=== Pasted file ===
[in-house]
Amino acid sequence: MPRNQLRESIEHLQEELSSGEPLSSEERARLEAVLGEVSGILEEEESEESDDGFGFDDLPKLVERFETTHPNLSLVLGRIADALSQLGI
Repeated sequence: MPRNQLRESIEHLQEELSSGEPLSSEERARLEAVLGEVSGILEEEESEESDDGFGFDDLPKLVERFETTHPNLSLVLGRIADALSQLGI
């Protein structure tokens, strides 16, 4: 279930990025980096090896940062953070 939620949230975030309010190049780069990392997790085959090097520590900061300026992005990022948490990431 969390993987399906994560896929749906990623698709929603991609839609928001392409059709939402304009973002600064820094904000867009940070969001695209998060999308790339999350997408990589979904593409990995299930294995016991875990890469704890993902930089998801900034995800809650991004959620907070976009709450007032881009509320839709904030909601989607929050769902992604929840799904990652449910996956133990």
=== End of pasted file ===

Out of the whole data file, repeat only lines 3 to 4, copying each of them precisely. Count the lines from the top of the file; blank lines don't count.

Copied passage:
Repeated sequence: MPRNQLRESIEHLQEELSSGEPLSSEERARLEAVLGEVSGILEEEESEESDDGFGFDDLPKLVERFETTHPNLSLVLGRIADALSQLGI
């Protein structure tokens, strides 16, 4: 279930990025980096090896940062953070 939620949230975030309010190049780069990392997790085959090097520590900061300026992005990022948490990431 969390993987399906994560896929749906990623698709929603991609839609928001392409059709939402304009973002600064820094904000867009940070969001695209998060999308790339999350997408990589979904593409990995299930294995016991875990890469704890993902930089998801900034995800809650991004959620907070976009709450007032881009509320839709904030909601989607929050769902992604929840799904990652449910996956133990």